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ST. CROIX — Governor Albert Bryan is now living in Government House on St. Croix, Government House announced via release today. (The Consortium learned of the move a few days ago, and it was mentioned in a story published earlier today relative to Mr. Bryan’s lodging in St. Thomas.)
Government House made it a point of noting that Mr. Bryan’s and his family’s full-time move to the historic building in downtown Christiansted was the first time a governor had done so in 30 years. The governor’s wife, Yolanda Bryan, and the couple’s younger daughter, Sumayah Bryan, will also reside in the building.
Aliyah Bryan, the elder daughter of the governor and Mrs. Bryan, attends college in Georgia and will reside at the residence during visits home. Kobe, the family’s schnauzer-breed dog is also settling into the residence located on the third floor of Government House, the release said.
Former Governor Kenneth Mapp, Mr. Bryan’s predecessor, resided at his home on St. Croix, but would spend a considerable amount of time at Government House in Christiansted.
According to the release, Government House in St. Thomas is under renovation. The third floor initially housed residences but had been utilized as offices in previous administrations. The current renovation and design plans will be converting it back into a residence also available to the governor and his family.
“We look forward to welcoming residents and visitors alike to St. Croix’s Government House,” Mr. Bryan said. “I love history, so it has been a pleasure getting to know more about the surroundings in which I live and work. It is quite humbling to remember that the structure was built by the hands and sweat of the brow of many of our Virgin Islands ancestors. We will be very respectful of their legacy. ”
The release said St. Croix’s Government House is two houses joined by an open gallery. The largest house was built in 1747 and purchased from a prominent merchant, Johan Wilbem Schopen in 1771. The other house, completed in 1797, was purchased in 1826 from Major Adam Sobotker, a merchant and army officer. The most extensive restoration on the buildings to date was in 1995.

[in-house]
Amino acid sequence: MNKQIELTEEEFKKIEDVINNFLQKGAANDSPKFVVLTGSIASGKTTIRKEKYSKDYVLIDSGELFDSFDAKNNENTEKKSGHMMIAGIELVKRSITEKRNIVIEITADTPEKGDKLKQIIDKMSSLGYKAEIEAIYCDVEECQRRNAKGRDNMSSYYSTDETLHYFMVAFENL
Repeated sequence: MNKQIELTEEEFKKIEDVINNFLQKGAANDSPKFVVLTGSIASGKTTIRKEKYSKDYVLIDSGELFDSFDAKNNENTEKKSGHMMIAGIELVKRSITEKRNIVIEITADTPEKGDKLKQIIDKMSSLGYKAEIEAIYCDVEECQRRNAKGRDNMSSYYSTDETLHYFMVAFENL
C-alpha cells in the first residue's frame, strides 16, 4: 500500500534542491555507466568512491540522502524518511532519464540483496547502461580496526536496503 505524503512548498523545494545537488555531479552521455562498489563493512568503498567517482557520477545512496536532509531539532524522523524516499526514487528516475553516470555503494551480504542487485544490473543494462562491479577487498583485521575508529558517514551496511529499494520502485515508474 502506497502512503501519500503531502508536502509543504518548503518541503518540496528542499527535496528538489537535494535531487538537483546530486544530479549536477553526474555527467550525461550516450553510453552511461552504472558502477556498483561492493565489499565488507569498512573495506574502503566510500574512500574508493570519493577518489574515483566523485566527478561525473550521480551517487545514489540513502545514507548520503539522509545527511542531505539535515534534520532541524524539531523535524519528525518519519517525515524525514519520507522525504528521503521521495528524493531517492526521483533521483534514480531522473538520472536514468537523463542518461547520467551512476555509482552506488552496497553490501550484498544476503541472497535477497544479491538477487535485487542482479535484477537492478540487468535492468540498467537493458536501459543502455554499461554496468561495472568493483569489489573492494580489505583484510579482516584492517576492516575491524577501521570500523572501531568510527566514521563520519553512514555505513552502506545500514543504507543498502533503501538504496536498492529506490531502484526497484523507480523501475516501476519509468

Mrs. Bryan said she has been busy making the residence as comfortable for her family as possible and has been adding special touches to make it feel like home, according to the release.
“The artifacts and antique furniture are lovely, and while we are rearranging a bit to fit our needs, we are cognizant of the value of these items and will protect what has been entrusted to us by the people of Virgin Islands,” Mrs. Bryan said.
She added, “I really enjoy the view of Christiansted town from our gallery, meeting visitors to Government House, and visiting with the merchants in town. I plan to host activities, especially in the courtyard, where our residents and visitors of all ages will be able to share in the appreciation of our beautiful surroundings.”
According to the Revised Organic Act of 1954 Section 11 Paragraph 2, “The Governor shall maintain his official residence in the Government House on Saint Thomas during his incumbency, which house, together with land appurtenant thereto, is hereby transferred to the government of the Virgin Islands. While in Saint Croix the governor may reside in Government House on Saint Croix, which house together with land appurtenant thereto is also transferred to the government of the Virgin Islands.”
Feature Image: Governor Bryan and First Lady Yolanda Bryan pose for a photo with dog Coby in the third-floor residence of Government House in Christiansted, St. Croix. (Credit: Government House)
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